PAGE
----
Dan Bewley, News On 6
TULSA, Oklahoma -- The NCAA Tournament began Thursday. Practices began in downtown Tulsa and games begin Friday morning.
If you're a business owner in town, beware, the NCAA watchdogs are on the lookout. Businesses are being forced to use creative catch phrases.
March Mayhem, Downtown Basketball Bash, and Mad March are just some of the phrases being used.
The NCAA tournament is a multi-billion dollar business. The television contract, alone, is worth $11-billion, so there shouldn't be a surprise that the NCAA is very particular about who gets to use its most famous phrase.
"You cannot use marquees, banners, really any form of advertising using any of those trademark names," said Tony Henry of Full Moon Café.
Henry is one of the planners behind the Downtown Basketball Bash. It took a while to find a name, he says, because the NCAA has a list of more than 70 trademarked slogans that are off limits.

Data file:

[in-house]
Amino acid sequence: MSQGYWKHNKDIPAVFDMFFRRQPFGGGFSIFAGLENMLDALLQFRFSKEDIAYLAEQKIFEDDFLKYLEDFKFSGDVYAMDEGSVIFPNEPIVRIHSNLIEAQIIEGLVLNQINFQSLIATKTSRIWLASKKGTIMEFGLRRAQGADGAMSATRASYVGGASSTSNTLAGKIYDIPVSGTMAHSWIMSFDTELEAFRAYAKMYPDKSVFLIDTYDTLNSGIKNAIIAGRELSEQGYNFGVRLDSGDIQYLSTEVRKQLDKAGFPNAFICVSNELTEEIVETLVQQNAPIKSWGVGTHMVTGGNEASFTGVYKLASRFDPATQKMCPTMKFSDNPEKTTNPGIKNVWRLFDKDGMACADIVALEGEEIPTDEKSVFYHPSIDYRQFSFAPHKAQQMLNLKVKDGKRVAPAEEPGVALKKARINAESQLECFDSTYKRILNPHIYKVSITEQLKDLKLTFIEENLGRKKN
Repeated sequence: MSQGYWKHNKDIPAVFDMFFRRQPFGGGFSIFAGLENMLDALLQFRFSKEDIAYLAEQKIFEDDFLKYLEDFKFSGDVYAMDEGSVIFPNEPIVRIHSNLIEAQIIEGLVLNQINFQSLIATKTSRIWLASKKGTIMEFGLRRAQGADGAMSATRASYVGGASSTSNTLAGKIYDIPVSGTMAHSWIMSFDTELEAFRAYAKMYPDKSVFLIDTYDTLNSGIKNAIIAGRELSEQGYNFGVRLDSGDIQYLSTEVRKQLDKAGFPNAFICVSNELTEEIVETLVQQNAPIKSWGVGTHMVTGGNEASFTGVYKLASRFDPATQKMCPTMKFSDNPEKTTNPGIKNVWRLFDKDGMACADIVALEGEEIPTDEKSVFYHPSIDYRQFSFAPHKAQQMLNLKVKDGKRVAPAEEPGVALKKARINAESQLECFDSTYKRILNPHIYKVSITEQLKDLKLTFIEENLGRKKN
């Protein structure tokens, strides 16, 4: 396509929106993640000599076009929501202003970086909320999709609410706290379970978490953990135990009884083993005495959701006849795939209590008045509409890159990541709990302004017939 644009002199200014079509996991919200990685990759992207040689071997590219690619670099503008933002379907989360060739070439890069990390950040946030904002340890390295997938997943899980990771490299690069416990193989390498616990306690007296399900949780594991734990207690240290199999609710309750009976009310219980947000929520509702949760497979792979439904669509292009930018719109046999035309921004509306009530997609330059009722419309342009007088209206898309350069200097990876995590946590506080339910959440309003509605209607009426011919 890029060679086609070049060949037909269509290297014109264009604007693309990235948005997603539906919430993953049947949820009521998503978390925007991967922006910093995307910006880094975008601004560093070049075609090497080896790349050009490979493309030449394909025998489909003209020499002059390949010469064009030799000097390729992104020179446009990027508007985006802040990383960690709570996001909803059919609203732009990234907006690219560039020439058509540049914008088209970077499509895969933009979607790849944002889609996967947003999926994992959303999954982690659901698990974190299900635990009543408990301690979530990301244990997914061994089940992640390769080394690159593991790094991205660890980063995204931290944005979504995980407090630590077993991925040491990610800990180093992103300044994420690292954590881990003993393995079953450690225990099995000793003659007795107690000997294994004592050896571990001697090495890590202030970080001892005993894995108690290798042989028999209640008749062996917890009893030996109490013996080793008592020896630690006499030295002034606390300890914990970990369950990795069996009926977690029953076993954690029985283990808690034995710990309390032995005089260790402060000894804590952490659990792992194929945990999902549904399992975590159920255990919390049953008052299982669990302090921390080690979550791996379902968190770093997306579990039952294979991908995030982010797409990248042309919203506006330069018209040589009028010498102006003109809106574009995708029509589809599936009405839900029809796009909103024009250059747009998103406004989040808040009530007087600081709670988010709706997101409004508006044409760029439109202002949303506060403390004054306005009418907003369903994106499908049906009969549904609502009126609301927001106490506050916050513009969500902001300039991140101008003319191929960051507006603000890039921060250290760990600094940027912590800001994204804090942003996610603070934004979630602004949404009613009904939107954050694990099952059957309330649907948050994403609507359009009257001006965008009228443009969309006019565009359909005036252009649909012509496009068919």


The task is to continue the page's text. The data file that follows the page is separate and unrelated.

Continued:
Henry said in addition to "Final Four" phrases like "68 Teams, 1 Dream" and "Then There Were 4" are on the list.
While some fans find it pointless. The restrictions force businesses to get creative. Leon's went with Mad March.
"At first we fought it a little bit, it's March Madness everybody knows March Madness, but Mad March works just as fine," said Jamie Bolley of Leon's.
For Simple Simon's Pizza it's March Mayhem. "I understand it, it's just not convenient," said Sabrina Capper of Simple Simon's Pizza.
The NCAA says there are people in town looking for trademark infringements; so far they haven't found any in Tulsa. A spokeswoman also says protecting the trademark is a very important part of the NCAA's mission for its schools.
Gail Dent of the NCAA said in a statement, ''When the brand is protected, everyone wins in the end including the student-athletes because money is returned to the schools for programs and student-athlete needs."
The businesses we spoke with all say it's just part of brand recognition and have no problem falling in line.
"I very much understand and we very much respect their trademarks and their rights," Henry said.
The NCAA says it will work with local business owners to remove any signs that violate its trademarks. But if they don't the NCAA will send out cease and desist letters.
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